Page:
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image captionBetty Williams’ husband Evan died at Ysbyty Gwynedd in Bangor last April

A former MP is calling for an investigation following her husband’s death amid growing concern over the use of do not resuscitate (DNR) orders.

Former Conwy MP Betty Williams’ husband Evan died at Ysbyty Gwynedd in Bangor last April after contracting Covid.

She said she had not been told about the decision on a DNR order – which she said was made the day he died – despite speaking to staff before his death.

The health board said it was unable to comment on individual cases.

In a statement, Betsi Cadwaladr University Health Board chief executive Jo Whitehead said: “I would like to offer my deepest condolences to Mrs Williams following the loss of her husband.

“Due to patient confidentiality, we are unable to comment on individual cases.

“We would urge her to contact us directly if she has any concerns.”

But Ms Williams told BBC Radio Wales’ Sunday Supplement she had already written to the new chief executive to highlight her concerns.

image captionFormer Conwy MP Ms Williams said the last time she saw her husband was when paramedics took him to hospital from their home

It comes as the care watchdog for England said individuals’ human rights may have been breached in more than 500 cases where DNR decisions were made during the Covid pandemic.

The last time Ms Williams saw her 79-year-old husband of 52 years was when paramedics took him to hospital from their home. He died on Good Friday – 10 April – last year.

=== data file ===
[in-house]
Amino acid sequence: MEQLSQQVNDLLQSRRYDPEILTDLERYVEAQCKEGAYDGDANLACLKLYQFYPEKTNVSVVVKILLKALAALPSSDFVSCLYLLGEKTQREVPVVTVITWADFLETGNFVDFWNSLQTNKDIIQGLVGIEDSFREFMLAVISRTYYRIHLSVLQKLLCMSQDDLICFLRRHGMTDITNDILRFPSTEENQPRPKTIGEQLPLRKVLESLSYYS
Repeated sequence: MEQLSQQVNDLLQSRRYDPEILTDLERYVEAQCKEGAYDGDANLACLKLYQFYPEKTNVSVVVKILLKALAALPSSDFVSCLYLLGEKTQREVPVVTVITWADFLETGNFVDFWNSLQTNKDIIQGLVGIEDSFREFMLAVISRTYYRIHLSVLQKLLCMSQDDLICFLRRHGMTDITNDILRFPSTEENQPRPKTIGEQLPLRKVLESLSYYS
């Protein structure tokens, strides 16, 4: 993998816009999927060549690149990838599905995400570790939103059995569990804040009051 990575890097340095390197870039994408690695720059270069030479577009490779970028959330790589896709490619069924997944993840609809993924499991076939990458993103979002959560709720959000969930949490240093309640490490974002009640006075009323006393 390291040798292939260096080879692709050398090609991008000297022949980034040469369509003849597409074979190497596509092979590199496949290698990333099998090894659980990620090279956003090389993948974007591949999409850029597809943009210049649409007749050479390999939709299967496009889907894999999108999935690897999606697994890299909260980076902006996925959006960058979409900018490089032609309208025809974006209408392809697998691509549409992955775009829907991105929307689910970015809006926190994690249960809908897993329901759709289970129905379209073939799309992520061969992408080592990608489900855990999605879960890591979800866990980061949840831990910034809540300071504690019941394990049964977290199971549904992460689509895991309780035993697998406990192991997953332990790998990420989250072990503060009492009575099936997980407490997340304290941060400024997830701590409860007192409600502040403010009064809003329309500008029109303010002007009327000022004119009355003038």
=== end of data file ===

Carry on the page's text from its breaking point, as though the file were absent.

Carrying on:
“I had a telephone call from a doctor telling me that his condition has deteriorated,” she said.

“Nothing at all was said to me about DNR instructions,” she said.

She said a DNR order was signed by two consultants.

Ms Williams, who stood down as a Labour MP more than a decade ago, said she wrote to the health board asking about the DNR order on 27 April and whether he had given his consent.

She said she received confirmation on 12 June that he had not.

“It’s like pulling teeth,” she said.

“I had to drag this information out.”

Ms Williams said she would again be writing to the chief executive asking her to “conduct an investigation into how she’s going to deal with this”.

First Minister Mark Drakeford stopped short of saying a review would be held into DNR orders when asked during an interview on BBC Politics Wales.

He said guidance had been given to the health service in Wales “early on in the coronavirus crisis” by the chief medical officer after a GP practice sent an “unfortunate letter” to patients last April asking them to sign DNR consent forms.

“If there’s more to find out then we will definitely want to find out. I completely agree with that,” he said.

“But I also want to be clear that, because we had an early incident, we were on top of this issue from right at the start of the pandemic.”

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